But not everyone is happy. My cousin runs a PR company. Ask him about bank holidays and he just scowls - it's madness, he says. There's republic day, independence day, Gandhi's birthday, and then all the religious holidays - what's the point of trying to work here? But for hundreds of millions of Indians, a bank holiday is just another day, because they cannot afford to stop working if they want to survive. Here in the world's largest democracy, bank holidays are for the rich. For the poor they are just another day. Rahul Tandon


I really feel for the residents of Oimyakon, a little village in eastern Siberia. A couple of years back on Russia's February bank holiday, temperatures there plummeted to -56C. Now, you're not exactly going to pop off to the seaside and enjoy an ice cream in cold like that, are you?

Image caption In the Russian summer, it's warm enough to take your shirt off

Oimyakon is an extreme case, but there many places in Russia where winter digs her heels in, determined to stick around as long as possible. Which means that if you're not careful, chilling out here on a bank holiday can leave you with a nasty case of frostbite - if you don't wrap up warm. By May, though, it's a very different story.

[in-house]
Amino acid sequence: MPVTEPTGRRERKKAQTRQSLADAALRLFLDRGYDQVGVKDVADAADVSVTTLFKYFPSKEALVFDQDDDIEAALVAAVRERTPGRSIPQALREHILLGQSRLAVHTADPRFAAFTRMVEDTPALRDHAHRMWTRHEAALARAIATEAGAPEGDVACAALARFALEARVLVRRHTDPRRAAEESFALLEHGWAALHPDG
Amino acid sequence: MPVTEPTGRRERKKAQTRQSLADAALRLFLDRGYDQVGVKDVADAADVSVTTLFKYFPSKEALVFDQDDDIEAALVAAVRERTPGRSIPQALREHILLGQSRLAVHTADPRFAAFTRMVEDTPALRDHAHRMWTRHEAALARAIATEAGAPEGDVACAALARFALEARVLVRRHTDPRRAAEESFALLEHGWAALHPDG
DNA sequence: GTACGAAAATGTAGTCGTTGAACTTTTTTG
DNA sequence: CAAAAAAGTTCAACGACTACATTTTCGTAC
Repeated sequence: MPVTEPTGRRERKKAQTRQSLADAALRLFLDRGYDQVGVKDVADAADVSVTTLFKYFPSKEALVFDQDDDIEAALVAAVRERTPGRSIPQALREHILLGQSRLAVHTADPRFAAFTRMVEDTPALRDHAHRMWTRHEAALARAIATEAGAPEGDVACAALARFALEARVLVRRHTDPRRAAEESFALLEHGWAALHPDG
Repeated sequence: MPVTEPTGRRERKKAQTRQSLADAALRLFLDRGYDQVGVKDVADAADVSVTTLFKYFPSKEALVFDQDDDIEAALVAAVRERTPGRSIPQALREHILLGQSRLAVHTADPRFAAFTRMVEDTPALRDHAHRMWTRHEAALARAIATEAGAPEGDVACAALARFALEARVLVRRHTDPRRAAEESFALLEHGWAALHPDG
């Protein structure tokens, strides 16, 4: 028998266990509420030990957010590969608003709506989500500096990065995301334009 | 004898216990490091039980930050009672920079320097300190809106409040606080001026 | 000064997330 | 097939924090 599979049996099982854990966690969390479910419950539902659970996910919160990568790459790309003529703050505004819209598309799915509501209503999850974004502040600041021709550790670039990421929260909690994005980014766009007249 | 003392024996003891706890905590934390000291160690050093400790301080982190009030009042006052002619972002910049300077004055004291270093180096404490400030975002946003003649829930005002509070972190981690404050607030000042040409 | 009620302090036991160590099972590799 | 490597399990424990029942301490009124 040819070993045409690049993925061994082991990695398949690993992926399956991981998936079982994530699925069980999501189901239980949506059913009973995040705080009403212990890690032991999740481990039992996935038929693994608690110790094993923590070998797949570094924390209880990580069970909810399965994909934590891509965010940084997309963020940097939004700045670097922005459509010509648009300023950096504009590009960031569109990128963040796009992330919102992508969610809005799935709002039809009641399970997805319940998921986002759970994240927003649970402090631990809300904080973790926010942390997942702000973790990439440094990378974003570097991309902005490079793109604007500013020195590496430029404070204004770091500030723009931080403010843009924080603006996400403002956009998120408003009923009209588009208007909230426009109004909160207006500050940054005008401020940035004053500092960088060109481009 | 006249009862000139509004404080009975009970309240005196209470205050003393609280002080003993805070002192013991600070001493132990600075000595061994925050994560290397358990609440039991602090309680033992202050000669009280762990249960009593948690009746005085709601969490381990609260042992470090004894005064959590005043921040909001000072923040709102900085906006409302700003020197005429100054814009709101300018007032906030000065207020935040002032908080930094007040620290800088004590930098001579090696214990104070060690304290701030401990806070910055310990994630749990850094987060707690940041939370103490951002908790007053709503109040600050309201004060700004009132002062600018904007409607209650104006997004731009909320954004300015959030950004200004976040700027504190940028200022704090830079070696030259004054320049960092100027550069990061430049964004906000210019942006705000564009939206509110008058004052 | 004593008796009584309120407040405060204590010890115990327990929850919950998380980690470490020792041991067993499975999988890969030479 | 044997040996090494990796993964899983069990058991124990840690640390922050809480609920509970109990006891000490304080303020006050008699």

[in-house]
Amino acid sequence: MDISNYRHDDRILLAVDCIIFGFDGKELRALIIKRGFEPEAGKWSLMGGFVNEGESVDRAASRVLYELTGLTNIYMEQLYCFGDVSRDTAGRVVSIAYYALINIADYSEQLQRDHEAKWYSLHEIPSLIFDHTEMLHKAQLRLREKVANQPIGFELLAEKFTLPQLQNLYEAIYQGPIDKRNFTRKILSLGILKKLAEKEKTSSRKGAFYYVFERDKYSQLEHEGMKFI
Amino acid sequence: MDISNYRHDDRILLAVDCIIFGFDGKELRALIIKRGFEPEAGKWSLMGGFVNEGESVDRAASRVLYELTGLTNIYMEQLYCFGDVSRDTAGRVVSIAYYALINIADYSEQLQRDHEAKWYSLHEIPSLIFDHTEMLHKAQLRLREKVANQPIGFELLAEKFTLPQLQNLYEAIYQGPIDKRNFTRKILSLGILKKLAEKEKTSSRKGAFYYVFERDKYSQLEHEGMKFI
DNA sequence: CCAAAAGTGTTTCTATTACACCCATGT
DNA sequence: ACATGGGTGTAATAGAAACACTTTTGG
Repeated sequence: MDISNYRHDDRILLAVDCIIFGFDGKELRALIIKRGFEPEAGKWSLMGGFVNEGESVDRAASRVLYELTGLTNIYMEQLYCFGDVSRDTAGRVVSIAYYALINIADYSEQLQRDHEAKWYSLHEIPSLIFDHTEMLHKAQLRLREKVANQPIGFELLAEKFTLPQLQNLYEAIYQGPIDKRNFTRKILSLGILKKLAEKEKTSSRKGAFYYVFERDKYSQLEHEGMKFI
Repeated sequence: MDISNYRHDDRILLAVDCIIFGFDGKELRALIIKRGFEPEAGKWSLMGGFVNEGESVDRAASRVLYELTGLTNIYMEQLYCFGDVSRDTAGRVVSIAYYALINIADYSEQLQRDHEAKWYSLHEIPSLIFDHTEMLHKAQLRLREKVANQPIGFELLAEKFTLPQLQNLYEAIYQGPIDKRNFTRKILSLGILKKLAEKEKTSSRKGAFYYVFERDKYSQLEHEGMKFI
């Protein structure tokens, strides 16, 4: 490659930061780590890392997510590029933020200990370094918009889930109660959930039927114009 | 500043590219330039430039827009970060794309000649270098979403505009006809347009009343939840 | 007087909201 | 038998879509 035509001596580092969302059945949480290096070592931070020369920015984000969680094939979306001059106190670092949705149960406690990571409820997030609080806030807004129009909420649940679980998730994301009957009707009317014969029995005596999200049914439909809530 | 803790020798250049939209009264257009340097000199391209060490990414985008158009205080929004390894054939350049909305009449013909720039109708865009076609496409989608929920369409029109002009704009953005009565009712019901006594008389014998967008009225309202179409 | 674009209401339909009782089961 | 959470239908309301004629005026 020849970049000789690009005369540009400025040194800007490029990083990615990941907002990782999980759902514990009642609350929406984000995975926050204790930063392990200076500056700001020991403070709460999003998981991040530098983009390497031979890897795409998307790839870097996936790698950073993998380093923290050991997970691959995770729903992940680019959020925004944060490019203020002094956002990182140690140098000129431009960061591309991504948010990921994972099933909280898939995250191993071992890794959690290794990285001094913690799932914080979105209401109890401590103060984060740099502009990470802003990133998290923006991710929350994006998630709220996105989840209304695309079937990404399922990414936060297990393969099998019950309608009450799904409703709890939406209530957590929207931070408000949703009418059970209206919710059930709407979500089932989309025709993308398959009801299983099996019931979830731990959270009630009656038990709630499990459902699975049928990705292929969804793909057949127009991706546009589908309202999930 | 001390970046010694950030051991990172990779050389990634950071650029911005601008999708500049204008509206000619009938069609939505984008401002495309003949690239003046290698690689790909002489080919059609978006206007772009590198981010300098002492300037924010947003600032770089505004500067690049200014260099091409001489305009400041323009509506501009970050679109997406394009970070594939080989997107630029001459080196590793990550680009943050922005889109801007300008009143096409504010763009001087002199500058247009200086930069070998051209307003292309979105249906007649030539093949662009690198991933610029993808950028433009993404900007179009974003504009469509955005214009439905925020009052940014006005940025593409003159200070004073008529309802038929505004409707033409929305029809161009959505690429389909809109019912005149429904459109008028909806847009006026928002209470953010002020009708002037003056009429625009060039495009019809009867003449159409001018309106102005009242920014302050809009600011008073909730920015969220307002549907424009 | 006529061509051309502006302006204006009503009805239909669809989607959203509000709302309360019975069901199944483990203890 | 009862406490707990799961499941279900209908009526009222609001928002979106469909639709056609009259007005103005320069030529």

The snow's melted, temperatures are rising and millions of Russians spend their May bank holidays enjoying the fresh air. Either on allotments - the so-called ogorody - where they plant fruits and berries and vegetables - or, if they're lucky enough to have one, at their country cottages, or dachas. Lying ahead are the sleepy summer months, filled with barbecues, beer and vodka - and being bitten to pieces by mosquitoes. Oh well, it makes a change from shivering in the snow. Steve Rosenberg